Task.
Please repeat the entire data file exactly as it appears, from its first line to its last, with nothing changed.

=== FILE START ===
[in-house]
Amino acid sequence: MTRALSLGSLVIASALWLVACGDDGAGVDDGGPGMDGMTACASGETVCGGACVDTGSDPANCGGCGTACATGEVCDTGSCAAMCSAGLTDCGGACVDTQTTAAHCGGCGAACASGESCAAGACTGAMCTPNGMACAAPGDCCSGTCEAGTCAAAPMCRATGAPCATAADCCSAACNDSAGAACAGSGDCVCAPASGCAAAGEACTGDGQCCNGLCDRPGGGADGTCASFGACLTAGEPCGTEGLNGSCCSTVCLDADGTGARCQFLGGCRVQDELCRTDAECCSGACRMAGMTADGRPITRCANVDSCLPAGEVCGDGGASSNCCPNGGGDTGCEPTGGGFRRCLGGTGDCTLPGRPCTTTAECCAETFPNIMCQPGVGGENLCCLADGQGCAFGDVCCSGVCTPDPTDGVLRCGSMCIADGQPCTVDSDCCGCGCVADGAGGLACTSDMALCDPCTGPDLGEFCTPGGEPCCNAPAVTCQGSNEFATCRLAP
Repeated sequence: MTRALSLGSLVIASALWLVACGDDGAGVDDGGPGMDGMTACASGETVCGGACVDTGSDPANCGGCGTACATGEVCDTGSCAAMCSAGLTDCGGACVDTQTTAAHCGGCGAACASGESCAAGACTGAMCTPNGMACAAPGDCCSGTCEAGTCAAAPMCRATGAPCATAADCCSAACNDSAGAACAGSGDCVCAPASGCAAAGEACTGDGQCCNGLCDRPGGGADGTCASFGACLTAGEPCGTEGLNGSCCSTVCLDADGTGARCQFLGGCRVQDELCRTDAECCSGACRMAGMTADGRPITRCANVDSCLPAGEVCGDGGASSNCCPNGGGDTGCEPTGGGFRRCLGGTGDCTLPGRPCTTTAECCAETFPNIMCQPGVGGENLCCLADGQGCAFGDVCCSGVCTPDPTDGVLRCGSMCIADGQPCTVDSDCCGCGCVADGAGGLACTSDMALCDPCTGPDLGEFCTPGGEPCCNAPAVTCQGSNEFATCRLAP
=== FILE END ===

[in-house]
Amino acid sequence: MTRALSLGSLVIASALWLVACGDDGAGVDDGGPGMDGMTACASGETVCGGACVDTGSDPANCGGCGTACATGEVCDTGSCAAMCSAGLTDCGGACVDTQTTAAHCGGCGAACASGESCAAGACTGAMCTPNGMACAAPGDCCSGTCEAGTCAAAPMCRATGAPCATAADCCSAACNDSAGAACAGSGDCVCAPASGCAAAGEACTGDGQCCNGLCDRPGGGADGTCASFGACLTAGEPCGTEGLNGSCCSTVCLDADGTGARCQFLGGCRVQDELCRTDAECCSGACRMAGMTADGRPITRCANVDSCLPAGEVCGDGGASSNCCPNGGGDTGCEPTGGGFRRCLGGTGDCTLPGRPCTTTAECCAETFPNIMCQPGVGGENLCCLADGQGCAFGDVCCSGVCTPDPTDGVLRCGSMCIADGQPCTVDSDCCGCGCVADGAGGLACTSDMALCDPCTGPDLGEFCTPGGEPCCNAPAVTCQGSNEFATCRLAP
Repeated sequence: MTRALSLGSLVIASALWLVACGDDGAGVDDGGPGMDGMTACASGETVCGGACVDTGSDPANCGGCGTACATGEVCDTGSCAAMCSAGLTDCGGACVDTQTTAAHCGGCGAACASGESCAAGACTGAMCTPNGMACAAPGDCCSGTCEAGTCAAAPMCRATGAPCATAADCCSAACNDSAGAACAGSGDCVCAPASGCAAAGEACTGDGQCCNGLCDRPGGGADGTCASFGACLTAGEPCGTEGLNGSCCSTVCLDADGTGARCQFLGGCRVQDELCRTDAECCSGACRMAGMTADGRPITRCANVDSCLPAGEVCGDGGASSNCCPNGGGDTGCEPTGGGFRRCLGGTGDCTLPGRPCTTTAECCAETFPNIMCQPGVGGENLCCLADGQGCAFGDVCCSGVCTPDPTDGVLRCGSMCIADGQPCTVDSDCCGCGCVADGAGGLACTSDMALCDPCTGPDLGEFCTPGGEPCCNAPAVTCQGSNEFATCRLAP